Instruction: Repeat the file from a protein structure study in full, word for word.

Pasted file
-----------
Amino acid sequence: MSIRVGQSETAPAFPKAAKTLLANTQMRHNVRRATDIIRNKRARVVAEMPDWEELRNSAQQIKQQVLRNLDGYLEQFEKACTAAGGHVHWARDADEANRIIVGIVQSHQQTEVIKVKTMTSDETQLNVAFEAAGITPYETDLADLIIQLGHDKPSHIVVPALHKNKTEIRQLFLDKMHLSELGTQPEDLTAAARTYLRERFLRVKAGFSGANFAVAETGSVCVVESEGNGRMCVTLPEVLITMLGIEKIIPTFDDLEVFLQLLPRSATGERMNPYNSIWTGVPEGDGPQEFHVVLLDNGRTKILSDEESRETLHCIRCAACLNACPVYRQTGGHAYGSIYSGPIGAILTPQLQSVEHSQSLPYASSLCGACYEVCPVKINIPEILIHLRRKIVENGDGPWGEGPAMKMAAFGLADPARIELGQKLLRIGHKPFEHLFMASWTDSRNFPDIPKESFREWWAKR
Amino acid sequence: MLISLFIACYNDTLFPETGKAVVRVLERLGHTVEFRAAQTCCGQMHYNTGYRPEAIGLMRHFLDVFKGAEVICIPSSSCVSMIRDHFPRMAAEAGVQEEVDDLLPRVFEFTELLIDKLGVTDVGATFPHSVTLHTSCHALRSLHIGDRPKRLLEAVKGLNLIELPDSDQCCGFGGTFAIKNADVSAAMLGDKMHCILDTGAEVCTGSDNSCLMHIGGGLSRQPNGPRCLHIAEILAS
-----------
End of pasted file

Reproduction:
Amino acid sequence: MSIRVGQSETAPAFPKAAKTLLANTQMRHNVRRATDIIRNKRARVVAEMPDWEELRNSAQQIKQQVLRNLDGYLEQFEKACTAAGGHVHWARDADEANRIIVGIVQSHQQTEVIKVKTMTSDETQLNVAFEAAGITPYETDLADLIIQLGHDKPSHIVVPALHKNKTEIRQLFLDKMHLSELGTQPEDLTAAARTYLRERFLRVKAGFSGANFAVAETGSVCVVESEGNGRMCVTLPEVLITMLGIEKIIPTFDDLEVFLQLLPRSATGERMNPYNSIWTGVPEGDGPQEFHVVLLDNGRTKILSDEESRETLHCIRCAACLNACPVYRQTGGHAYGSIYSGPIGAILTPQLQSVEHSQSLPYASSLCGACYEVCPVKINIPEILIHLRRKIVENGDGPWGEGPAMKMAAFGLADPARIELGQKLLRIGHKPFEHLFMASWTDSRNFPDIPKESFREWWAKR
Amino acid sequence: MLISLFIACYNDTLFPETGKAVVRVLERLGHTVEFRAAQTCCGQMHYNTGYRPEAIGLMRHFLDVFKGAEVICIPSSSCVSMIRDHFPRMAAEAGVQEEVDDLLPRVFEFTELLIDKLGVTDVGATFPHSVTLHTSCHALRSLHIGDRPKRLLEAVKGLNLIELPDSDQCCGFGGTFAIKNADVSAAMLGDKMHCILDTGAEVCTGSDNSCLMHIGGGLSRQPNGPRCLHIAEILAS